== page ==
We’ve done it. We finally discovered that relying on scripting frontline responses only takes us so far on the frontier of great customer service. It was a study by Katzenbach Partners that illuminated this latest fad fallacy. Do we really have to write down things like: be courteous and wow your customer?
Try that with your spouse or significant other tonight, if you will. See how far you go. In our haste to standardize, we’ve lost sight of what we were trying to do in the first place: have a relationship with our customers. A great part of being in a relationship is really about knowing what to say and do in conversations with the other.
Everybody talks about it, yet few seem to know what it feels like to have a normal experience with a company. In the research reports I read I often see things like “over-reliance on escalation to form opinions of customer service”. Pray tell me what that means in plain English. Do we get upset only when customers scream at us?
Lost is not only a TV show, it’s a place of disconnect between what we intuitively knew about talking with people and allowing people to talk with us. Outsource a little bit here, automate a little bit there, and voila’, when was the last time you actually saw a customer? Some of our organizations have such convoluted systems that we have no idea if there are people at some point in the journey.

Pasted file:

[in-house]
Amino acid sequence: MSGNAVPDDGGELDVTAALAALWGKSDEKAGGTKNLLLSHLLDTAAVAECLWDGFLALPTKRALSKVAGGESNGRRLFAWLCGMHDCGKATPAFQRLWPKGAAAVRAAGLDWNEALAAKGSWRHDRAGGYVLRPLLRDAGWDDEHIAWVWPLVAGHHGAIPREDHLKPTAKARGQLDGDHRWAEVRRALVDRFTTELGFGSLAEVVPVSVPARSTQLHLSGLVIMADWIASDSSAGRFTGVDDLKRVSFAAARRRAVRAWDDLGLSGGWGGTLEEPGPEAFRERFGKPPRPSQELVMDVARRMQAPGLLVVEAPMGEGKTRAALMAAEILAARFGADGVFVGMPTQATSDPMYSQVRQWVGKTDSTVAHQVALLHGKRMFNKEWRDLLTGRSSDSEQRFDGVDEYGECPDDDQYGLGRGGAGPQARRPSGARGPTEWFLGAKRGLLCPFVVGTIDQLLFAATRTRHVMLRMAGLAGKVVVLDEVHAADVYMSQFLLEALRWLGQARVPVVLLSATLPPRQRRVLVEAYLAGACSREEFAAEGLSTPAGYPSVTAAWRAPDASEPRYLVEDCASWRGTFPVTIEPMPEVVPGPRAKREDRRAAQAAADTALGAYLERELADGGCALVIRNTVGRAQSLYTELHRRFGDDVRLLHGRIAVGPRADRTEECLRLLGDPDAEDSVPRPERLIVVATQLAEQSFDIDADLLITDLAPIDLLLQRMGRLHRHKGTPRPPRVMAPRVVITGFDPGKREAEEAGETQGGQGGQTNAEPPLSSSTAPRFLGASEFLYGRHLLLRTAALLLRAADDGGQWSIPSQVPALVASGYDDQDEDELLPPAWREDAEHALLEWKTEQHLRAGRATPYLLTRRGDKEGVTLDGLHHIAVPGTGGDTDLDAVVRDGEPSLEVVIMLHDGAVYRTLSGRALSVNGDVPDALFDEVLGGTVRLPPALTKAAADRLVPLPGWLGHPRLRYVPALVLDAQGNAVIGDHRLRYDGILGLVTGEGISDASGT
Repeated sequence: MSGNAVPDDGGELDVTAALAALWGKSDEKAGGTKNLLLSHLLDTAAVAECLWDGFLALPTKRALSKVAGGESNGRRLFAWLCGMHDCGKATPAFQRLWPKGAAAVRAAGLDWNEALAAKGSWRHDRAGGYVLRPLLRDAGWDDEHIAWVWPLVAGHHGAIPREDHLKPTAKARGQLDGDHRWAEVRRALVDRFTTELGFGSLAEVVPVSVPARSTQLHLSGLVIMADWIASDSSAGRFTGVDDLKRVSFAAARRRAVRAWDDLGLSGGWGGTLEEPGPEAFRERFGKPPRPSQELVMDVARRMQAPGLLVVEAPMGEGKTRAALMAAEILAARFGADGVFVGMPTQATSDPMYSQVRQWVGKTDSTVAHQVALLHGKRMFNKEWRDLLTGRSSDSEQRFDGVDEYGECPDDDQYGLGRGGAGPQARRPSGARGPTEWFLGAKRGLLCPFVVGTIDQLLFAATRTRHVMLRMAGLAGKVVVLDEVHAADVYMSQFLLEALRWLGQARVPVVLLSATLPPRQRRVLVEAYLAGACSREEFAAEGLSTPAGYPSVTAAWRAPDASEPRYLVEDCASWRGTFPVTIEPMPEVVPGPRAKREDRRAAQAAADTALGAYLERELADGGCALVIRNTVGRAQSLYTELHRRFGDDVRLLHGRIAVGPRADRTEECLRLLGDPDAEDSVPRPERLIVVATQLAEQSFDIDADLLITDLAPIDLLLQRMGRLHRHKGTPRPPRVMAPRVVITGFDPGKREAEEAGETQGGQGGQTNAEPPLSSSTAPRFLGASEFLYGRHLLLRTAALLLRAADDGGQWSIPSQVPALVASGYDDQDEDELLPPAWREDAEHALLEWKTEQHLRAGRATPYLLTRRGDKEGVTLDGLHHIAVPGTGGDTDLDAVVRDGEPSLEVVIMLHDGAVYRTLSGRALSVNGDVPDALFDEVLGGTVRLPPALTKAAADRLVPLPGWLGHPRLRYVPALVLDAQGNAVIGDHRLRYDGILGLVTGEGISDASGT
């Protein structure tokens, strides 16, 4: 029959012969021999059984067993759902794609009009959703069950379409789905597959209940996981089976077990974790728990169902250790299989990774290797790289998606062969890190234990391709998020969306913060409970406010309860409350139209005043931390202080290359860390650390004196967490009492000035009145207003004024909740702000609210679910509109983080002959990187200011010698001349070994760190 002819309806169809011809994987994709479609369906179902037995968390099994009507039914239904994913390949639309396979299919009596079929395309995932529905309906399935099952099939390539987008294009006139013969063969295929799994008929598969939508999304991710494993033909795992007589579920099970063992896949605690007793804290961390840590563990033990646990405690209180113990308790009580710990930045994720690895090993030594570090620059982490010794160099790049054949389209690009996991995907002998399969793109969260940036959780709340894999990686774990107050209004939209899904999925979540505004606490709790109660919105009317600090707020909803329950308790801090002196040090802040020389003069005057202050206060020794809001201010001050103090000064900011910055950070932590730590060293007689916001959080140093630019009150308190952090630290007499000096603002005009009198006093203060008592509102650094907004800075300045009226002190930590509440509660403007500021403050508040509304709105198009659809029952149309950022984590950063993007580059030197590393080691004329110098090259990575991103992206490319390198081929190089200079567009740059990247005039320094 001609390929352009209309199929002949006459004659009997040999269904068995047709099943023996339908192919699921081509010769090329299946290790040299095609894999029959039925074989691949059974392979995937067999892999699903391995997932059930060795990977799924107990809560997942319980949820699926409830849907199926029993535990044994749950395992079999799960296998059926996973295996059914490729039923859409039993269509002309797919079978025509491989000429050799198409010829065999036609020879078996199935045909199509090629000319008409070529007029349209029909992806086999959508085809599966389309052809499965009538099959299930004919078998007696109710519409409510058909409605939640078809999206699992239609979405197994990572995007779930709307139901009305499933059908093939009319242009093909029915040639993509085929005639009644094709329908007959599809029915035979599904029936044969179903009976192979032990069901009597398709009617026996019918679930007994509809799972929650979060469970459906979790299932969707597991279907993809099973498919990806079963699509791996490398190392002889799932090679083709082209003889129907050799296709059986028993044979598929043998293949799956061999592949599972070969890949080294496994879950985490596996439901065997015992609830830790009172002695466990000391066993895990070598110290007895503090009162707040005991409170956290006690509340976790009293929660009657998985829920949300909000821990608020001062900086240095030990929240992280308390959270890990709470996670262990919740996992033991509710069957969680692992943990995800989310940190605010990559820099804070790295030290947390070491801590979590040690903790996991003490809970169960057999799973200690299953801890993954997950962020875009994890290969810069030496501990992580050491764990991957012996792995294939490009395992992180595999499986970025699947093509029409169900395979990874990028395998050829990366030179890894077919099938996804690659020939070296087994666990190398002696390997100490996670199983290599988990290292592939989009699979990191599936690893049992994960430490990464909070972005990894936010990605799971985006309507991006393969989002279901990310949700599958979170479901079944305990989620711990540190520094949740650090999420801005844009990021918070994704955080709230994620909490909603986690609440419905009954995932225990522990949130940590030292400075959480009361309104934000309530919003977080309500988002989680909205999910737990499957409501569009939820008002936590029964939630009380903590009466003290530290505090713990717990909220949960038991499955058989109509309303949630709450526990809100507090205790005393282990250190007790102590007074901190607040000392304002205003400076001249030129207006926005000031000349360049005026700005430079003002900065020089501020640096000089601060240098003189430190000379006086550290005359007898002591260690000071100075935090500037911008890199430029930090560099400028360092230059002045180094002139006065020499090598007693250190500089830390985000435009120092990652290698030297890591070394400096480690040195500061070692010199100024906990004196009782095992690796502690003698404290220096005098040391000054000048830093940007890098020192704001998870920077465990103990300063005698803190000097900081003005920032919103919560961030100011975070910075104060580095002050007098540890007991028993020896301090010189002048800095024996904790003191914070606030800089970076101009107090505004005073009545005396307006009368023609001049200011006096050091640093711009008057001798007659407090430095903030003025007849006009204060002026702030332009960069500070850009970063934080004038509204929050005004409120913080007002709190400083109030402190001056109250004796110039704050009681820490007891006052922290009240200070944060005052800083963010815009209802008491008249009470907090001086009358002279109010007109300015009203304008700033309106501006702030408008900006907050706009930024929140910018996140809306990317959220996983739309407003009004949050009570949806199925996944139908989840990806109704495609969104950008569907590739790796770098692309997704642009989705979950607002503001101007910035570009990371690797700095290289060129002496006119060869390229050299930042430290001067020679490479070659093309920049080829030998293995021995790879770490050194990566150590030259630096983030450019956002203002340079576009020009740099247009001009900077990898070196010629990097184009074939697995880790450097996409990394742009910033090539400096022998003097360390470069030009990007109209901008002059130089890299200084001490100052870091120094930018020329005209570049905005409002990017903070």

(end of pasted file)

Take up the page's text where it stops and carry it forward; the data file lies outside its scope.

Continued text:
Remember that shopping scene from Pretty Woman? Companies today think we’re all like Julia Roberts when she first walked into the store: no connections, no money, just one more body worshipping consumerism. The staff at the store in the movie felt confidently in charge. “We can choose who our customers are going to be,” you could almost hear them think that.
Guess who was in charge instead?
The best companies will tell you that face to face is where it’s at, body language that follows the intention to deliver on a promise helps too. Most of the time we have been educated to follow the company’s unwritten script: get the credit card out, make the purchase and go away content. That is how we navigate most purchasing processes. When things don’t work out that way, we may appreciate a company taking the time to address us personally.
Going from canned to personalized is a fairly straightforward process:
– Make eye contact
– Approach what you say in a way that signals you mean it
– Use your name, and mine during our conversation
How can you do that over the phone?
– Answer the phone at the first couple of rings
– Put a smile in your voice
– Stay present to the conversation
It’s amazing how far we can go, if we just put our minds to it.